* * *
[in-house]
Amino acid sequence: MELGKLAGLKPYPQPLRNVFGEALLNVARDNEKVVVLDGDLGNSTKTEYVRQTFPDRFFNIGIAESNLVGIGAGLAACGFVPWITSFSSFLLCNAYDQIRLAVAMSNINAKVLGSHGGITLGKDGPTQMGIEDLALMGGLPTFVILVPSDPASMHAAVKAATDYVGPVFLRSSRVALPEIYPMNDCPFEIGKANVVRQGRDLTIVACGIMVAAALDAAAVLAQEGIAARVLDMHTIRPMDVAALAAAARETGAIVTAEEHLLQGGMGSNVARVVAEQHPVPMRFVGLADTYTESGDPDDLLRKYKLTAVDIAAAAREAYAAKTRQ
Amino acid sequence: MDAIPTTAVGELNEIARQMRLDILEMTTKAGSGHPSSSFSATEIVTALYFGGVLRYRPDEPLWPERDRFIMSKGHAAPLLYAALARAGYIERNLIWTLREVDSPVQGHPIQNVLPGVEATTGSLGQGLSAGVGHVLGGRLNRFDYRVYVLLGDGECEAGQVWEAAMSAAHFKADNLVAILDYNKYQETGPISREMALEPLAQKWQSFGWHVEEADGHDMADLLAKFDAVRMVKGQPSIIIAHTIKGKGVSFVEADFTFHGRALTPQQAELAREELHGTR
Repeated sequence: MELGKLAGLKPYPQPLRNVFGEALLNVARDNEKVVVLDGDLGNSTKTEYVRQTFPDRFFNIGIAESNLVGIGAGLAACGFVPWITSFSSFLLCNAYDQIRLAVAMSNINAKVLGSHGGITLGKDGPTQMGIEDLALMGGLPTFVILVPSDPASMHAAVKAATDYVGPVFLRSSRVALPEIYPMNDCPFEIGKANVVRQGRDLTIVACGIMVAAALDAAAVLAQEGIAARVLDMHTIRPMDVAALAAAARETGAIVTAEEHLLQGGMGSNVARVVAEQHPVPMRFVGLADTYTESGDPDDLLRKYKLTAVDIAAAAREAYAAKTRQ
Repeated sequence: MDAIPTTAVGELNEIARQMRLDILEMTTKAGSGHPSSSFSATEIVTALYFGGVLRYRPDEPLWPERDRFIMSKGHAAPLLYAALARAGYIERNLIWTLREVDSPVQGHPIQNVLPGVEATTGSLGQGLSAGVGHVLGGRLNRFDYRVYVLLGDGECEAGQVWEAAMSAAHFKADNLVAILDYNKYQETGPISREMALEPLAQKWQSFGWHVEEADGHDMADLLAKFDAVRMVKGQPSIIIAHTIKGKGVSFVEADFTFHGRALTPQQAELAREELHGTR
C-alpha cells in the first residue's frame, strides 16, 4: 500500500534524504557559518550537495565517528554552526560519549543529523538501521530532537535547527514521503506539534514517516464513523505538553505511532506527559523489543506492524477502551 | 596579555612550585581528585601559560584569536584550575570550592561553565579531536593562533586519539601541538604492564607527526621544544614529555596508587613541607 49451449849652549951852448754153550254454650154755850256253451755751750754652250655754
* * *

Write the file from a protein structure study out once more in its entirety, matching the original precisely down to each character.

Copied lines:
[in-house]
Amino acid sequence: MELGKLAGLKPYPQPLRNVFGEALLNVARDNEKVVVLDGDLGNSTKTEYVRQTFPDRFFNIGIAESNLVGIGAGLAACGFVPWITSFSSFLLCNAYDQIRLAVAMSNINAKVLGSHGGITLGKDGPTQMGIEDLALMGGLPTFVILVPSDPASMHAAVKAATDYVGPVFLRSSRVALPEIYPMNDCPFEIGKANVVRQGRDLTIVACGIMVAAALDAAAVLAQEGIAARVLDMHTIRPMDVAALAAAARETGAIVTAEEHLLQGGMGSNVARVVAEQHPVPMRFVGLADTYTESGDPDDLLRKYKLTAVDIAAAAREAYAAKTRQ
Amino acid sequence: MDAIPTTAVGELNEIARQMRLDILEMTTKAGSGHPSSSFSATEIVTALYFGGVLRYRPDEPLWPERDRFIMSKGHAAPLLYAALARAGYIERNLIWTLREVDSPVQGHPIQNVLPGVEATTGSLGQGLSAGVGHVLGGRLNRFDYRVYVLLGDGECEAGQVWEAAMSAAHFKADNLVAILDYNKYQETGPISREMALEPLAQKWQSFGWHVEEADGHDMADLLAKFDAVRMVKGQPSIIIAHTIKGKGVSFVEADFTFHGRALTPQQAELAREELHGTR
Repeated sequence: MELGKLAGLKPYPQPLRNVFGEALLNVARDNEKVVVLDGDLGNSTKTEYVRQTFPDRFFNIGIAESNLVGIGAGLAACGFVPWITSFSSFLLCNAYDQIRLAVAMSNINAKVLGSHGGITLGKDGPTQMGIEDLALMGGLPTFVILVPSDPASMHAAVKAATDYVGPVFLRSSRVALPEIYPMNDCPFEIGKANVVRQGRDLTIVACGIMVAAALDAAAVLAQEGIAARVLDMHTIRPMDVAALAAAARETGAIVTAEEHLLQGGMGSNVARVVAEQHPVPMRFVGLADTYTESGDPDDLLRKYKLTAVDIAAAAREAYAAKTRQ
Repeated sequence: MDAIPTTAVGELNEIARQMRLDILEMTTKAGSGHPSSSFSATEIVTALYFGGVLRYRPDEPLWPERDRFIMSKGHAAPLLYAALARAGYIERNLIWTLREVDSPVQGHPIQNVLPGVEATTGSLGQGLSAGVGHVLGGRLNRFDYRVYVLLGDGECEAGQVWEAAMSAAHFKADNLVAILDYNKYQETGPISREMALEPLAQKWQSFGWHVEEADGHDMADLLAKFDAVRMVKGQPSIIIAHTIKGKGVSFVEADFTFHGRALTPQQAELAREELHGTR
C-alpha cells in the first residue's frame, strides 16, 4: 500500500534524504557559518550537495565517528554552526560519549543529523538501521530532537535547527514521503506539534514517516464513523505538553505511532506527559523489543506492524477502551 | 596579555612550585581528585601559560584569536584550575570550592561553565579531536593562533586519539601541538604492564607527526621544544614529555596508587613541607 49451449849652549951852448754153550254454650154755850256253451755751750754652250655754